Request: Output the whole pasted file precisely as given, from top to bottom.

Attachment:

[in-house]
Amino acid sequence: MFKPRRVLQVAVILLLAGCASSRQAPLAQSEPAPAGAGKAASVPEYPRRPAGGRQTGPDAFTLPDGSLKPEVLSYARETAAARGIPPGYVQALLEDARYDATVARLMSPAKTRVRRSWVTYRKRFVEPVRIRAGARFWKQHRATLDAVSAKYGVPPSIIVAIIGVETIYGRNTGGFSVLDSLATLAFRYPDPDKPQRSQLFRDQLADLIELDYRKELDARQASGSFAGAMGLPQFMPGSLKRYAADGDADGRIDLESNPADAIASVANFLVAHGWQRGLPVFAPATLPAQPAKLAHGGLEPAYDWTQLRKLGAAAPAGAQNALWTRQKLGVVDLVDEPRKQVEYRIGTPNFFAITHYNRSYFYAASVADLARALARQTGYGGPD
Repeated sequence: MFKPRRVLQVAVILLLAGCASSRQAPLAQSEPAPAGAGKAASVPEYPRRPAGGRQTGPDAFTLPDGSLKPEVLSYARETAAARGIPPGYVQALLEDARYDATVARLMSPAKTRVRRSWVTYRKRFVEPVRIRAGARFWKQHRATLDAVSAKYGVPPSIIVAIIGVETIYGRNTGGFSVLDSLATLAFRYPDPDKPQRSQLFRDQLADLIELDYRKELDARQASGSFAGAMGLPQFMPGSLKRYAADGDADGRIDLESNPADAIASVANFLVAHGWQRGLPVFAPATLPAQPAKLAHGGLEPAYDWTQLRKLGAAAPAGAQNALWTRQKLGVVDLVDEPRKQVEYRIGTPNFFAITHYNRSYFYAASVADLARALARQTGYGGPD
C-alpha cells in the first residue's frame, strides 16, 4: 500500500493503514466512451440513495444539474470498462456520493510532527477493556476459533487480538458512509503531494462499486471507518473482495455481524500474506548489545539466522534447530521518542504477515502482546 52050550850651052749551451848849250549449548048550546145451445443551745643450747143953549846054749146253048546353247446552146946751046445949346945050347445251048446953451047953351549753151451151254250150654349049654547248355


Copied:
[in-house]
Amino acid sequence: MFKPRRVLQVAVILLLAGCASSRQAPLAQSEPAPAGAGKAASVPEYPRRPAGGRQTGPDAFTLPDGSLKPEVLSYARETAAARGIPPGYVQALLEDARYDATVARLMSPAKTRVRRSWVTYRKRFVEPVRIRAGARFWKQHRATLDAVSAKYGVPPSIIVAIIGVETIYGRNTGGFSVLDSLATLAFRYPDPDKPQRSQLFRDQLADLIELDYRKELDARQASGSFAGAMGLPQFMPGSLKRYAADGDADGRIDLESNPADAIASVANFLVAHGWQRGLPVFAPATLPAQPAKLAHGGLEPAYDWTQLRKLGAAAPAGAQNALWTRQKLGVVDLVDEPRKQVEYRIGTPNFFAITHYNRSYFYAASVADLARALARQTGYGGPD
Repeated sequence: MFKPRRVLQVAVILLLAGCASSRQAPLAQSEPAPAGAGKAASVPEYPRRPAGGRQTGPDAFTLPDGSLKPEVLSYARETAAARGIPPGYVQALLEDARYDATVARLMSPAKTRVRRSWVTYRKRFVEPVRIRAGARFWKQHRATLDAVSAKYGVPPSIIVAIIGVETIYGRNTGGFSVLDSLATLAFRYPDPDKPQRSQLFRDQLADLIELDYRKELDARQASGSFAGAMGLPQFMPGSLKRYAADGDADGRIDLESNPADAIASVANFLVAHGWQRGLPVFAPATLPAQPAKLAHGGLEPAYDWTQLRKLGAAAPAGAQNALWTRQKLGVVDLVDEPRKQVEYRIGTPNFFAITHYNRSYFYAASVADLARALARQTGYGGPD
C-alpha cells in the first residue's frame, strides 16, 4: 500500500493503514466512451440513495444539474470498462456520493510532527477493556476459533487480538458512509503531494462499486471507518473482495455481524500474506548489545539466522534447530521518542504477515502482546 52050550850651052749551451848849250549449548048550546145451445443551745643450747143953549846054749146253048546353247446552146946751046445949346945050347445251048446953451047953351549753151451151254250150654349049654547248355